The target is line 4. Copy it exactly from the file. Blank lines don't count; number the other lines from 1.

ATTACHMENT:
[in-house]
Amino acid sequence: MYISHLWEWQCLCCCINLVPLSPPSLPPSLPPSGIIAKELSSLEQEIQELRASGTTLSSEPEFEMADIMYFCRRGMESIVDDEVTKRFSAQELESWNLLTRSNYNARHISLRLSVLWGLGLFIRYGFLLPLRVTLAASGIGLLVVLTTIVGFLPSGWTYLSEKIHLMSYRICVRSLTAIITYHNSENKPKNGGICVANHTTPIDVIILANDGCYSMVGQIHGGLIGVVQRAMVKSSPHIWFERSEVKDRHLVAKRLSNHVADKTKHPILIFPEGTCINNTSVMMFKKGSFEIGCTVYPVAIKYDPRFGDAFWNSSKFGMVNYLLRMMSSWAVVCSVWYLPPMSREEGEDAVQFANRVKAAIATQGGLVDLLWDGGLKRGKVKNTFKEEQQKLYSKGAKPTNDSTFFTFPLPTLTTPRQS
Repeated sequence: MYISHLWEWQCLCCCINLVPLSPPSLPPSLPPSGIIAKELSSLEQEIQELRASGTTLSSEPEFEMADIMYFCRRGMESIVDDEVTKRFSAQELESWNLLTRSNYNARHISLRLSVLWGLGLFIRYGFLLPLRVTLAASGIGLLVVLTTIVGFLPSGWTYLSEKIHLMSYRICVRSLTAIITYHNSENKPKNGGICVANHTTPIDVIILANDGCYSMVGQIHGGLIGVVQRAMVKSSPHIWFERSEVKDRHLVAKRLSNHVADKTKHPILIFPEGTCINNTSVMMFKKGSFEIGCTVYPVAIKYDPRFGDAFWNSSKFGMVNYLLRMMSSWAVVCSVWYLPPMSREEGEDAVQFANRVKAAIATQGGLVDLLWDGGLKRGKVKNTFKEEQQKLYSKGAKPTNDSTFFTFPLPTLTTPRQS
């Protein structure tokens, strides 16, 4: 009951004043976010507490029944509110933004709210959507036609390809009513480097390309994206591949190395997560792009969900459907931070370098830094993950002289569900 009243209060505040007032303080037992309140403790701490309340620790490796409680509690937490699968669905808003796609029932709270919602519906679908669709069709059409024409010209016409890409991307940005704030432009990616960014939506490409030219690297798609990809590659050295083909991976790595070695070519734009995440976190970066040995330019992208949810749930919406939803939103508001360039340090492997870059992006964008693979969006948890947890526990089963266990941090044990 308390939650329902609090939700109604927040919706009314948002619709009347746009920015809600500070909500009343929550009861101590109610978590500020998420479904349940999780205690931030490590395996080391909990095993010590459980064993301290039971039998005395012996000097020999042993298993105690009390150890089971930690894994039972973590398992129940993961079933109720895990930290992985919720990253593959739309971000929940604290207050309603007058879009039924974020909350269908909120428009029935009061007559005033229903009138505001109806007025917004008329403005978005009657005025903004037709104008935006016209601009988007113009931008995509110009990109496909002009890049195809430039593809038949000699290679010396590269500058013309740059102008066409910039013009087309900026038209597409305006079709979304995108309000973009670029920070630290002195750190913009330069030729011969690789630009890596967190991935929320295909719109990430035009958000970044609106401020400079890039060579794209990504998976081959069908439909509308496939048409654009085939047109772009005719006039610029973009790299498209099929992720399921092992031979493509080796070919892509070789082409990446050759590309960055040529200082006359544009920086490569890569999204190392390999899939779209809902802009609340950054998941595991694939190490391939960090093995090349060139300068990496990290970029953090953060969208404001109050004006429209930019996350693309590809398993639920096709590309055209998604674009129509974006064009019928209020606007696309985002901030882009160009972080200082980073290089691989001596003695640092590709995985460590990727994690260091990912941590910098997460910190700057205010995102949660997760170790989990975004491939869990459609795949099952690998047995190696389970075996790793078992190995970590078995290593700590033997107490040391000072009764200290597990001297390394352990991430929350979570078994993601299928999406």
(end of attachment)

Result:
């Protein structure tokens, strides 16, 4: 009951004043976010507490029944509110933004709210959507036609390809009513480097390309994206591949190395997560792009969900459907931070370098830094993950002289569900 009243209060505040007032303080037992309140403790701490309340620790490796409680509690937490699968669905808003796609029932709270919602519906679908669709069709059409024409010209016409890409991307940005704030432009990616960014939506490409030219690297798609990809590659050295083909991976790595070695070519734009995440976190970066040995330019992208949810749930919406939803939103508001360039340090492997870059992006964008693979969006948890947890526990089963266990941090044990 308390939650329902609090939700109604927040919706009314948002619709009347746009920015809600500070909500009343929550009861101590109610978590500020998420479904349940999780205690931030490590395996080391909990095993010590459980064993301290039971039998005395012996000097020999042993298993105690009390150890089971930690894994039972973590398992129940993961079933109720895990930290992985919720990253593959739309971000929940604290207050309603007058879009039924974020909350269908909120428009029935009061007559005033229903009138505001109806007025917004008329403005978005009657005025903004037709104008935006016209601009988007113009931008995509110009990109496909002009890049195809430039593809038949000699290679010396590269500058013309740059102008066409910039013009087309900026038209597409305006079709979304995108309000973009670029920070630290002195750190913009330069030729011969690789630009890596967190991935929320295909719109990430035009958000970044609106401020400079890039060579794209990504998976081959069908439909509308496939048409654009085939047109772009005719006039610029973009790299498209099929992720399921092992031979493509080796070919892509070789082409990446050759590309960055040529200082006359544009920086490569890569999204190392390999899939779209809902802009609340950054998941595991694939190490391939960090093995090349060139300068990496990290970029953090953060969208404001109050004006429209930019996350693309590809398993639920096709590309055209998604674009129509974006064009019928209020606007696309985002901030882009160009972080200082980073290089691989001596003695640092590709995985460590990727994690260091990912941590910098997460910190700057205010995102949660997760170790989990975004491939869990459609795949099952690998047995190696389970075996790793078992190995970590078995290593700590033997107490040391000072009764200290597990001297390394352990991430929350979570078994993601299928999406």